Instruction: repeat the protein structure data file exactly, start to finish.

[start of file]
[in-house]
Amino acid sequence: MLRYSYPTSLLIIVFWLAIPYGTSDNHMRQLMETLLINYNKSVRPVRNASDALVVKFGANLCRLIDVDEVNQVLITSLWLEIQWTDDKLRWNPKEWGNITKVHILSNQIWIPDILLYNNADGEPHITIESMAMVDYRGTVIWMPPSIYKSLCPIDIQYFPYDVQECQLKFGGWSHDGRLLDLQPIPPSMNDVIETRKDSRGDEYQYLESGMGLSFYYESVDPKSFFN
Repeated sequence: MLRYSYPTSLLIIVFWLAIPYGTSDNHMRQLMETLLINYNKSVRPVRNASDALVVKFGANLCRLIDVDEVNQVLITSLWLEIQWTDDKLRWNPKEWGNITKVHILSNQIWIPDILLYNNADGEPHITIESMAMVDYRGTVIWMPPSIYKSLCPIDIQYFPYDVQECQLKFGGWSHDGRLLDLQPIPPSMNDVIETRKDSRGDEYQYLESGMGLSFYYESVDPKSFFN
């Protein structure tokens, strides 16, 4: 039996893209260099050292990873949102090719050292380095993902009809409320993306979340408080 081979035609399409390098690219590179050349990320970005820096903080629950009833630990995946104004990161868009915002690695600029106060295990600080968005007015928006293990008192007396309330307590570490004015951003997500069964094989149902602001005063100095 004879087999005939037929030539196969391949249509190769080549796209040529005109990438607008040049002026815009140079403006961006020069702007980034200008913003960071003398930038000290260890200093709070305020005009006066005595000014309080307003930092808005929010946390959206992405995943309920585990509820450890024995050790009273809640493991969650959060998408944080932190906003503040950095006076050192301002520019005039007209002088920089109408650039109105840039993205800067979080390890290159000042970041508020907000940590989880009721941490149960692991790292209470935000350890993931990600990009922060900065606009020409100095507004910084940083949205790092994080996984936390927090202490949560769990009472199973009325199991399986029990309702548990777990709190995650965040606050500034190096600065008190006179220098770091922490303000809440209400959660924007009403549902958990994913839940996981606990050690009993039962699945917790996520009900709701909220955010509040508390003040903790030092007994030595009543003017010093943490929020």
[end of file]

[in-house]
Amino acid sequence: MLRYSYPTSLLIIVFWLAIPYGTSDNHMRQLMETLLINYNKSVRPVRNASDALVVKFGANLCRLIDVDEVNQVLITSLWLEIQWTDDKLRWNPKEWGNITKVHILSNQIWIPDILLYNNADGEPHITIESMAMVDYRGTVIWMPPSIYKSLCPIDIQYFPYDVQECQLKFGGWSHDGRLLDLQPIPPSMNDVIETRKDSRGDEYQYLESGMGLSFYYESVDPKSFFN
Repeated sequence: MLRYSYPTSLLIIVFWLAIPYGTSDNHMRQLMETLLINYNKSVRPVRNASDALVVKFGANLCRLIDVDEVNQVLITSLWLEIQWTDDKLRWNPKEWGNITKVHILSNQIWIPDILLYNNADGEPHITIESMAMVDYRGTVIWMPPSIYKSLCPIDIQYFPYDVQECQLKFGGWSHDGRLLDLQPIPPSMNDVIETRKDSRGDEYQYLESGMGLSFYYESVDPKSFFN
């Protein structure tokens, strides 16, 4: 039996893209260099050292990873949102090719050292380095993902009809409320993306979340408080 081979035609399409390098690219590179050349990320970005820096903080629950009833630990995946104004990161868009915002690695600029106060295990600080968005007015928006293990008192007396309330307590570490004015951003997500069964094989149902602001005063100095 004879087999005939037929030539196969391949249509190769080549796209040529005109990438607008040049002026815009140079403006961006020069702007980034200008913003960071003398930038000290260890200093709070305020005009006066005595000014309080307003930092808005929010946390959206992405995943309920585990509820450890024995050790009273809640493991969650959060998408944080932190906003503040950095006076050192301002520019005039007209002088920089109408650039109105840039993205800067979080390890290159000042970041508020907000940590989880009721941490149960692991790292209470935000350890993931990600990009922060900065606009020409100095507004910084940083949205790092994080996984936390927090202490949560769990009472199973009325199991399986029990309702548990777990709190995650965040606050500034190096600065008190006179220098770091922490303000809440209400959660924007009403549902958990994913839940996981606990050690009993039962699945917790996520009900709701909220955010509040508390003040903790030092007994030595009543003017010093943490929020």